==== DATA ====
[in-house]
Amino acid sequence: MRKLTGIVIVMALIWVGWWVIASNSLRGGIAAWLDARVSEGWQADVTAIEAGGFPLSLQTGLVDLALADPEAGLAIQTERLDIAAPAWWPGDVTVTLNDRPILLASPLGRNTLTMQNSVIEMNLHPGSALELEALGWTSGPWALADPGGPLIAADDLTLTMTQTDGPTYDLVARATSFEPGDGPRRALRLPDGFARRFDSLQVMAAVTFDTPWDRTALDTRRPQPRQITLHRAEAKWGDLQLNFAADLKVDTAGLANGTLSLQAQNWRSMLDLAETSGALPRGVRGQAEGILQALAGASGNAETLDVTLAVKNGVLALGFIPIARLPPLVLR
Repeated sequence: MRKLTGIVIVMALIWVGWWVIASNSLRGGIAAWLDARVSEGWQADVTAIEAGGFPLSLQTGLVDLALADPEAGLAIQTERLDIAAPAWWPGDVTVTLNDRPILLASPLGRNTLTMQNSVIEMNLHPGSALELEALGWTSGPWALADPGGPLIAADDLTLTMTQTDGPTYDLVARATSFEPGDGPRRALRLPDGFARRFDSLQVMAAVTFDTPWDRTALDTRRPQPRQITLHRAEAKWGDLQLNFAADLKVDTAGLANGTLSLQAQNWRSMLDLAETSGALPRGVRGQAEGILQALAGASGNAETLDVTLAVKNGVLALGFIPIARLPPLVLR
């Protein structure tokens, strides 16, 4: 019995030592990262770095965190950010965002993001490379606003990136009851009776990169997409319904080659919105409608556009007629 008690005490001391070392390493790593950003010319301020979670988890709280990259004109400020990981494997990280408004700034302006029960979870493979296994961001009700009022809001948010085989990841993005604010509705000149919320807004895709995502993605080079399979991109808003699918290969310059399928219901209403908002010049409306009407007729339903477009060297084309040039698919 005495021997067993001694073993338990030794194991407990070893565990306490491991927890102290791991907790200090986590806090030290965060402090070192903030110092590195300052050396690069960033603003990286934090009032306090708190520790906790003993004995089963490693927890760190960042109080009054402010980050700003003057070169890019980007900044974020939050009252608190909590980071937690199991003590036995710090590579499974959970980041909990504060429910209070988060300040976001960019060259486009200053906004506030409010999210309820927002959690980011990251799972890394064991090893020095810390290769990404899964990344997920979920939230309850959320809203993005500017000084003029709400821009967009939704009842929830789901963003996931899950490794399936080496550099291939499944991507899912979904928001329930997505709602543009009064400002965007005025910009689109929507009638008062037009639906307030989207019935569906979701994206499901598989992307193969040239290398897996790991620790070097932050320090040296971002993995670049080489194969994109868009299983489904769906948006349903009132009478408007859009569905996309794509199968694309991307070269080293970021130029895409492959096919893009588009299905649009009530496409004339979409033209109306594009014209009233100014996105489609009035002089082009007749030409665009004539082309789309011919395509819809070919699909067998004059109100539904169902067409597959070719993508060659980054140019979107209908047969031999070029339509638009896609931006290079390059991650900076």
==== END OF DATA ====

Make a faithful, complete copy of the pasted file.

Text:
[in-house]
Amino acid sequence: MRKLTGIVIVMALIWVGWWVIASNSLRGGIAAWLDARVSEGWQADVTAIEAGGFPLSLQTGLVDLALADPEAGLAIQTERLDIAAPAWWPGDVTVTLNDRPILLASPLGRNTLTMQNSVIEMNLHPGSALELEALGWTSGPWALADPGGPLIAADDLTLTMTQTDGPTYDLVARATSFEPGDGPRRALRLPDGFARRFDSLQVMAAVTFDTPWDRTALDTRRPQPRQITLHRAEAKWGDLQLNFAADLKVDTAGLANGTLSLQAQNWRSMLDLAETSGALPRGVRGQAEGILQALAGASGNAETLDVTLAVKNGVLALGFIPIARLPPLVLR
Repeated sequence: MRKLTGIVIVMALIWVGWWVIASNSLRGGIAAWLDARVSEGWQADVTAIEAGGFPLSLQTGLVDLALADPEAGLAIQTERLDIAAPAWWPGDVTVTLNDRPILLASPLGRNTLTMQNSVIEMNLHPGSALELEALGWTSGPWALADPGGPLIAADDLTLTMTQTDGPTYDLVARATSFEPGDGPRRALRLPDGFARRFDSLQVMAAVTFDTPWDRTALDTRRPQPRQITLHRAEAKWGDLQLNFAADLKVDTAGLANGTLSLQAQNWRSMLDLAETSGALPRGVRGQAEGILQALAGASGNAETLDVTLAVKNGVLALGFIPIARLPPLVLR
């Protein structure tokens, strides 16, 4: 019995030592990262770095965190950010965002993001490379606003990136009851009776990169997409319904080659919105409608556009007629 008690005490001391070392390493790593950003010319301020979670988890709280990259004109400020990981494997990280408004700034302006029960979870493979296994961001009700009022809001948010085989990841993005604010509705000149919320807004895709995502993605080079399979991109808003699918290969310059399928219901209403908002010049409306009407007729339903477009060297084309040039698919 005495021997067993001694073993338990030794194991407990070893565990306490491991927890102290791991907790200090986590806090030290965060402090070192903030110092590195300052050396690069960033603003990286934090009032306090708190520790906790003993004995089963490693927890760190960042109080009054402010980050700003003057070169890019980007900044974020939050009252608190909590980071937690199991003590036995710090590579499974959970980041909990504060429910209070988060300040976001960019060259486009200053906004506030409010999210309820927002959690980011990251799972890394064991090893020095810390290769990404899964990344997920979920939230309850959320809203993005500017000084003029709400821009967009939704009842929830789901963003996931899950490794399936080496550099291939499944991507899912979904928001329930997505709602543009009064400002965007005025910009689109929507009638008062037009639906307030989207019935569906979701994206499901598989992307193969040239290398897996790991620790070097932050320090040296971002993995670049080489194969994109868009299983489904769906948006349903009132009478408007859009569905996309794509199968694309991307070269080293970021130029895409492959096919893009588009299905649009009530496409004339979409033209109306594009014209009233100014996105489609009035002089082009007749030409665009004539082309789309011919395509819809070919699909067998004059109100539904169902067409597959070719993508060659980054140019979107209908047969031999070029339509638009896609931006290079390059991650900076």